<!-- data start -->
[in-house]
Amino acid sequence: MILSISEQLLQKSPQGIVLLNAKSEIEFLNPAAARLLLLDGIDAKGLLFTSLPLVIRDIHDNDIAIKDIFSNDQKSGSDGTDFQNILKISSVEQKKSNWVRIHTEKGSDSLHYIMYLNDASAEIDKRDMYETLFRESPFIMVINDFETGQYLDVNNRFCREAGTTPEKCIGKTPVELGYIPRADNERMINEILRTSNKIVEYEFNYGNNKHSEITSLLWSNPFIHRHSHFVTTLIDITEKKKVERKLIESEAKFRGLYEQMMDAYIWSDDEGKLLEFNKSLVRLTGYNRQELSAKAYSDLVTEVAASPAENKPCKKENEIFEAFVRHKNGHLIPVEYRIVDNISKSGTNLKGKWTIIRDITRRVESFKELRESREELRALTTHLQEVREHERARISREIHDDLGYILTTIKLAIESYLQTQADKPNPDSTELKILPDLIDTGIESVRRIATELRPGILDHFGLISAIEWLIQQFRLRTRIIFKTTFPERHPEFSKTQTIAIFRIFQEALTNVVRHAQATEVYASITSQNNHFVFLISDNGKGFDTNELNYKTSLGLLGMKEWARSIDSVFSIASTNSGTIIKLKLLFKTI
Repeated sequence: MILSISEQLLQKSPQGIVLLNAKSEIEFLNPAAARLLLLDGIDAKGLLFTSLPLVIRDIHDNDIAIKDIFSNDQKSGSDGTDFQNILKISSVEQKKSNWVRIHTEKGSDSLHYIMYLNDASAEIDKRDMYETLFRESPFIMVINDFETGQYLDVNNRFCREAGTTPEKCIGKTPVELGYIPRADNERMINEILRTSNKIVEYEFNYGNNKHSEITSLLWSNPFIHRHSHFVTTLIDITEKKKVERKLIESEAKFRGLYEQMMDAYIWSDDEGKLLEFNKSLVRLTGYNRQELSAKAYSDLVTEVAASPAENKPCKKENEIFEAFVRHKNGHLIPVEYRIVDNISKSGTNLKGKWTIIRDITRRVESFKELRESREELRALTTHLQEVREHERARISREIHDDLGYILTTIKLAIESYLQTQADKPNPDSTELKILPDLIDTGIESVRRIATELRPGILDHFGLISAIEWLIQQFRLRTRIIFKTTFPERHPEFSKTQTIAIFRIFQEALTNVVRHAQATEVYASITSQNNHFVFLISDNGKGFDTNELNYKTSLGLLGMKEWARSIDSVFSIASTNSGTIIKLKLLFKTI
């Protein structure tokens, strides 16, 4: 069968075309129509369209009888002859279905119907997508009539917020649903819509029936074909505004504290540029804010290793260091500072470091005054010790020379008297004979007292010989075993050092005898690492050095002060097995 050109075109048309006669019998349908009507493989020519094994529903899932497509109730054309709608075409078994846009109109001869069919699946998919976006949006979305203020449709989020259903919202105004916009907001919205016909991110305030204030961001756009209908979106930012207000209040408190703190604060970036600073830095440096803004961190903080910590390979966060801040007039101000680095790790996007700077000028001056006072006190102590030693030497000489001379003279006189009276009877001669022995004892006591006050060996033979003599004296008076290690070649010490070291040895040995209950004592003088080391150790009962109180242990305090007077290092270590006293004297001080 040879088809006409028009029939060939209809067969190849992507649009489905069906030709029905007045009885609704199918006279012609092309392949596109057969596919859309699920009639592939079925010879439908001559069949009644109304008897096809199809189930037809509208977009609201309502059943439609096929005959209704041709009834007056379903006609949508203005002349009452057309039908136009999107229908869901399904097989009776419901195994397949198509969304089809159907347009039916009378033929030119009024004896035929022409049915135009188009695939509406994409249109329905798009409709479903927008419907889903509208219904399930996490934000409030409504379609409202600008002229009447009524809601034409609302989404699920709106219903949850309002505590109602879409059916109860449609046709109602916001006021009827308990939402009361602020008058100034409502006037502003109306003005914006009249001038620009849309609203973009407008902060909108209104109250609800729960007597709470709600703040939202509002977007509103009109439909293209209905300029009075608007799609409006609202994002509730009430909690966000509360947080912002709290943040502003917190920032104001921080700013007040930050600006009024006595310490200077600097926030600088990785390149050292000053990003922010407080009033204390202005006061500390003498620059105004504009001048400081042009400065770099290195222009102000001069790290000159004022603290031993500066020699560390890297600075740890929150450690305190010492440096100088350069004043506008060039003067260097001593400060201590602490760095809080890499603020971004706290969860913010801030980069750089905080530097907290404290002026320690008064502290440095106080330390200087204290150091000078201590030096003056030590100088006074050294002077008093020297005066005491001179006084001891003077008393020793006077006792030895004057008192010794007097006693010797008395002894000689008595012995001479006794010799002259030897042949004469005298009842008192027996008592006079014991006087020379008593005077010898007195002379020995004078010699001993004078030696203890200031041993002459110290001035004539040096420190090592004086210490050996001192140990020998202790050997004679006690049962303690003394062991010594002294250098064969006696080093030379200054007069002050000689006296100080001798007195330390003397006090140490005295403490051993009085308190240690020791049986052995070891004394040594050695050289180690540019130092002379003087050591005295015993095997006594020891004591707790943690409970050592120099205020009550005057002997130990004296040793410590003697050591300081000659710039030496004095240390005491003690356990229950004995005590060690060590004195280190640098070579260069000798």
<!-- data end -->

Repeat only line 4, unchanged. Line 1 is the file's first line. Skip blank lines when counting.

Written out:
């Protein structure tokens, strides 16, 4: 069968075309129509369209009888002859279905119907997508009539917020649903819509029936074909505004504290540029804010290793260091500072470091005054010790020379008297004979007292010989075993050092005898690492050095002060097995 050109075109048309006669019998349908009507493989020519094994529903899932497509109730054309709608075409078994846009109109001869069919699946998919976006949006979305203020449709989020259903919202105004916009907001919205016909991110305030204030961001756009209908979106930012207000209040408190703190604060970036600073830095440096803004961190903080910590390979966060801040007039101000680095790790996007700077000028001056006072006190102590030693030497000489001379003279006189009276009877001669022995004892006591006050060996033979003599004296008076290690070649010490070291040895040995209950004592003088080391150790009962109180242990305090007077290092270590006293004297001080 040879088809006409028009029939060939209809067969190849992507649009489905069906030709029905007045009885609704199918006279012609092309392949596109057969596919859309699920009639592939079925010879439908001559069949009644109304008897096809199809189930037809509208977009609201309502059943439609096929005959209704041709009834007056379903006609949508203005002349009452057309039908136009999107229908869901399904097989009776419901195994397949198509969304089809159907347009039916009378033929030119009024004896035929022409049915135009188009695939509406994409249109329905798009409709479903927008419907889903509208219904399930996490934000409030409504379609409202600008002229009447009524809601034409609302989404699920709106219903949850309002505590109602879409059916109860449609046709109602916001006021009827308990939402009361602020008058100034409502006037502003109306003005914006009249001038620009849309609203973009407008902060909108209104109250609800729960007597709470709600703040939202509002977007509103009109439909293209209905300029009075608007799609409006609202994002509730009430909690966000509360947080912002709290943040502003917190920032104001921080700013007040930050600006009024006595310490200077600097926030600088990785390149050292000053990003922010407080009033204390202005006061500390003498620059105004504009001048400081042009400065770099290195222009102000001069790290000159004022603290031993500066020699560390890297600075740890929150450690305190010492440096100088350069004043506008060039003067260097001593400060201590602490760095809080890499603020971004706290969860913010801030980069750089905080530097907290404290002026320690008064502290440095106080330390200087204290150091000078201590030096003056030590100088006074050294002077008093020297005066005491001179006084001891003077008393020793006077006792030895004057008192010794007097006693010797008395002894000689008595012995001479006794010799002259030897042949004469005298009842008192027996008592006079014991006087020379008593005077010898007195002379020995004078010699001993004078030696203890200031041993002459110290001035004539040096420190090592004086210490050996001192140990020998202790050997004679006690049962303690003394062991010594002294250098064969006696080093030379200054007069002050000689006296100080001798007195330390003397006090140490005295403490051993009085308190240690020791049986052995070891004394040594050695050289180690540019130092002379003087050591005295015993095997006594020891004591707790943690409970050592120099205020009550005057002997130990004296040793410590003697050591300081000659710039030496004095240390005491003690356990229950004995005590060690060590004195280190640098070579260069000798």